There is none. We had 15 hours and 37 minutes till sunrise and we set our count down timers in order to know at any given moment how many more hours, minutes and seconds of lying cramped up in a pond of water remains. The fun part is that we actually all slept well until 3:24 am, but after that none of us actually slept much. Thanks to the super Spoonbill UL specialty bag by Feathered Friends we were very warm.

Pictured above our tiny greenish tent is an oasis under the stormy sky. I experimented and played a little with my headlamp, adding some sense of the ever strengthening snow blizzard with a patch of illuminated snow flakes. Not only rain but snow too is falling horizontally in Patagonia!

It was here in a snow storm when I asked myself again: "Aren't we here for rock climbing in rock shoes?”

Golden Iced Up Granite

Nejc climbing and scrambling on the approach to a notch.

After a terrible night, morning broke. And we were greeted with sun!

But rock features being covered with snow and cracks all iced up already on the day of our arrival to the high camp and the day before, the last night's snowfall and freezing temperatures did little to comfort me.

Although we were the only team there and had the whole valley for ourselves, others apparently knew better bailing the previous day instead of spending the dreadful night in the tent only to find out that climbing is not to be done until rock rids itself of snow and ice.

Climbing

Climbing underneath a big roof. 

Rock climbing finally made us happy! Although it was far from the goals we set in the big mountains that kept shutting us down, it was still an adventure to remember and on the last day before our departure - a rewarding day nevertheless!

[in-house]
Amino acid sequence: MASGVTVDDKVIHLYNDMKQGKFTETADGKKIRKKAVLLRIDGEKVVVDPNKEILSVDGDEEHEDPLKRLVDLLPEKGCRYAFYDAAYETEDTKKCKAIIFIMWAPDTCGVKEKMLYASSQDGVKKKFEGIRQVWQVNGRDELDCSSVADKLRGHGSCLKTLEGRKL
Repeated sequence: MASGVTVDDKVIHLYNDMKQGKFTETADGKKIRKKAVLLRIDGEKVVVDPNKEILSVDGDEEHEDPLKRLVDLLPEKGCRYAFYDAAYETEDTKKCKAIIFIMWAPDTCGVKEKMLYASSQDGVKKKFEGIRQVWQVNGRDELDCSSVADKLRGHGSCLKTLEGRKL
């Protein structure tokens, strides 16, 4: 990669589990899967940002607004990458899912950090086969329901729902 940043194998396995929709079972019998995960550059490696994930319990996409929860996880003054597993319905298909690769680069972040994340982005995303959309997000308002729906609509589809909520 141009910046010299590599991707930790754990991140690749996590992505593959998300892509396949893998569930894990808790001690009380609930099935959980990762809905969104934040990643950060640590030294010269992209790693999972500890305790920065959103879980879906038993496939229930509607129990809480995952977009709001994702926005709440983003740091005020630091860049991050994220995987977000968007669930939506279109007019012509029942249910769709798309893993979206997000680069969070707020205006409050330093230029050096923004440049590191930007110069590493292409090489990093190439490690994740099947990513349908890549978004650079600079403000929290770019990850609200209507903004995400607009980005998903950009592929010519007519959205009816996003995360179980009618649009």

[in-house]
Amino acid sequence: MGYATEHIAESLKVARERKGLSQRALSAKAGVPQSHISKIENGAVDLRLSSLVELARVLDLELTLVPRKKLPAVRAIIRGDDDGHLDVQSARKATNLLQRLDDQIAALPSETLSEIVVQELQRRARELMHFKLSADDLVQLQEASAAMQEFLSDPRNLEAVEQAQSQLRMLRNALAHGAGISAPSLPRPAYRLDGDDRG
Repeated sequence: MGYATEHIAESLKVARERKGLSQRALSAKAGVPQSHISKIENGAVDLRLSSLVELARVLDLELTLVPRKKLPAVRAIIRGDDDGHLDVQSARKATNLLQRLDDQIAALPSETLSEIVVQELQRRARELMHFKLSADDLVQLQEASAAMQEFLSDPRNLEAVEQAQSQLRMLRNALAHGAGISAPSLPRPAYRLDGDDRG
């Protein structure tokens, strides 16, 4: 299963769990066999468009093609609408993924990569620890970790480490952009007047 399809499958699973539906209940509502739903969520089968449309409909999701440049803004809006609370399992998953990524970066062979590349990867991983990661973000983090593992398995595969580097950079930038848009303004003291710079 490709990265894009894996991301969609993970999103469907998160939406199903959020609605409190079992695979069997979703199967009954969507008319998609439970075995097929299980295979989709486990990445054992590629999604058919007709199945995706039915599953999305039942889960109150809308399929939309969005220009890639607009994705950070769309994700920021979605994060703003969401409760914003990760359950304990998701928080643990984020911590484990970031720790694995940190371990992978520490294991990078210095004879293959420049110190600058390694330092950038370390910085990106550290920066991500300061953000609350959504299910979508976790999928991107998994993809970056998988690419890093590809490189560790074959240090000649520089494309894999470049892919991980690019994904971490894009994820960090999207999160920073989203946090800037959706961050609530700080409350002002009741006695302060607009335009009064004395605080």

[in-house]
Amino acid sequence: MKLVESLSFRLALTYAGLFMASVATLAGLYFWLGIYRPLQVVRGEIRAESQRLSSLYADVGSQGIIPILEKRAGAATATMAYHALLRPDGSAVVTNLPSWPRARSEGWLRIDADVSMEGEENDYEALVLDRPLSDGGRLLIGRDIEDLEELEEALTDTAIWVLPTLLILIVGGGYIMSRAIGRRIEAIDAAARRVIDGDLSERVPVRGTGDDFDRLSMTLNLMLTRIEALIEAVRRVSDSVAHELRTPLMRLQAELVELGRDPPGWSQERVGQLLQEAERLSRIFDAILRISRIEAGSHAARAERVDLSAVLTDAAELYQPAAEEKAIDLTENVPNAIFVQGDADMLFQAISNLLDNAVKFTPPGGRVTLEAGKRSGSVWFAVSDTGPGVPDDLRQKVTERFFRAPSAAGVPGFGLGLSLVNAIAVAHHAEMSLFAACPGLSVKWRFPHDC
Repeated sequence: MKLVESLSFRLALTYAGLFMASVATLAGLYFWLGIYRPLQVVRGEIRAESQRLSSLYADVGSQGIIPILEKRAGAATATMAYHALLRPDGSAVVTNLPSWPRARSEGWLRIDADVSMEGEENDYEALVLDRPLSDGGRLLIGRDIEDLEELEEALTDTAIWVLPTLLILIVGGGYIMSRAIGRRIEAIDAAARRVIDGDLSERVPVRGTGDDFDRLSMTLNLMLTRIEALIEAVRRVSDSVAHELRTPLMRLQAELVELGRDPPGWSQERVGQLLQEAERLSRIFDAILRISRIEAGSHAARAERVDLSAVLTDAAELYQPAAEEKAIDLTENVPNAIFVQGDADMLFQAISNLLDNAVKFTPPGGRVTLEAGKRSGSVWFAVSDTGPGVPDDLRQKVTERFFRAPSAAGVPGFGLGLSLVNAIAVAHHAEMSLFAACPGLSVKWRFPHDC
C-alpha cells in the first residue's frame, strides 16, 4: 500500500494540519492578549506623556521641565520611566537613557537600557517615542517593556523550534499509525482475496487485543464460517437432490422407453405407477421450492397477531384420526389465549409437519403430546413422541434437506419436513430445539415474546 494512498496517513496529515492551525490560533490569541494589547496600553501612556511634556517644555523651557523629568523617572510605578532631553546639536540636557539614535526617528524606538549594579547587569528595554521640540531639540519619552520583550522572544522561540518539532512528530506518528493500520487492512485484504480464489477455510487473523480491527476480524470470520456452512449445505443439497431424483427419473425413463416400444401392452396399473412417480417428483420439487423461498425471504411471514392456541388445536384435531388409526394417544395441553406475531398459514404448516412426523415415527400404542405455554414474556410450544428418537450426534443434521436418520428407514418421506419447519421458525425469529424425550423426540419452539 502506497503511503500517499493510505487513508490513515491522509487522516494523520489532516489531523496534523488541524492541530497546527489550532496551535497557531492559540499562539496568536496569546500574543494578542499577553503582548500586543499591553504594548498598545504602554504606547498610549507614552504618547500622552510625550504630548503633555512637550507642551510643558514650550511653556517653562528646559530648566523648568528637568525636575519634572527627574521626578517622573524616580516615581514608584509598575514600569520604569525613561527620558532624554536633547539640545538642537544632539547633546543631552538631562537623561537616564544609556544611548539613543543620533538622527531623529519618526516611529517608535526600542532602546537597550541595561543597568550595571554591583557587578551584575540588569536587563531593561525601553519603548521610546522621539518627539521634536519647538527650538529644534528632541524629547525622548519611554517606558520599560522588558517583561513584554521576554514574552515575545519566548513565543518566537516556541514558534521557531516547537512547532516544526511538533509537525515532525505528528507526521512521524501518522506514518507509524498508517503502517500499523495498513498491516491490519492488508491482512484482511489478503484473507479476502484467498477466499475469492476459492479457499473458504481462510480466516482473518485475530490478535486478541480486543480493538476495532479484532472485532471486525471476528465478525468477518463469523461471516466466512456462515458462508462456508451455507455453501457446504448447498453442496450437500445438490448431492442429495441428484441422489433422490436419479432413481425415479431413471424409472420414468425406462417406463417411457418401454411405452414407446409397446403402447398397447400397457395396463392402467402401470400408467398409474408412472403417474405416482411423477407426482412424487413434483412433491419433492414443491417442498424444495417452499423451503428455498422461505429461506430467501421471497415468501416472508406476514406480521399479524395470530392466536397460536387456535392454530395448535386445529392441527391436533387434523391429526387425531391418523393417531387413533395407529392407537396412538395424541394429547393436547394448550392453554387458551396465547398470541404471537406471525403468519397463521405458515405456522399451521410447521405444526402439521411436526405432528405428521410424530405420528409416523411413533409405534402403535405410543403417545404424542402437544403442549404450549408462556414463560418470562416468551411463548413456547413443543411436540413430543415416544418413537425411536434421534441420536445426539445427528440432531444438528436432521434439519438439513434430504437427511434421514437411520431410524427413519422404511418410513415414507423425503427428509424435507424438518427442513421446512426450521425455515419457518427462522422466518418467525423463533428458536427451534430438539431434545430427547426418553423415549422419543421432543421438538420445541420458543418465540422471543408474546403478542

We somehow picked to climb something we knew nothing about except seeing a big roof in the upper third of the wall. The line was very obvious, but not knowing the grade or the spot where the crux even was, made it a tad more adventurous.

Both thinking that the most difficult part would be the overhang under the roof with a traverse to the right, we were wrong. It was a slab on a buttress two pitches up the wall that had protection a bit spaced for our liking, but great cracks and jugs left us smiling nevertheless.

Climbing was quickly over when realization came that we should have brought our approach/descent shoes along... The only other option was walking in our rock climbing shoes which we did!

Snaps of El Chaltén

Nightscape of the ever growing town of El Chaltén

El Chalten is the newest town in Argentine. It was founded in 1985 in a rush to beat Chile to the land claim. With permanent population of only about 800 people, El Chalten today is the national trekking capital and climbers mecca.

The magnificent granite spires of the Cerro Torre and Cerro Fitz Roy massive dominate the skyline, whereas the Rio Fitz Roy (left) and Rio De Las Vueltas (right) merge at the south part of the town.

Climbing in Patagonia inspired Yvon Chouinard to found the Patagonia, which also has this very skyline in the company logo.

Parting shots

Saying goodbye to El Chalten!

Saying goodbye to El Chalten!

Though (very) brief and without accomplishing actually anything what we planned in the big mountains climbing-wise, Patagonia experience was unique and fulfilling in every way imaginable: great landscapes, breathtaking mountains and adventurous spirit! There was A LOT of hiking around and under the mountains and back to town again, but for me - the Patagonia was still an amazing place!

But most importantly - friends having great time together in another part of the planet we call Earth!

Spires that inspire!

PS: This story had originally been written as a 10-part photo story for foreign media and is therefore kept in original English form as written on the airplane on our way back!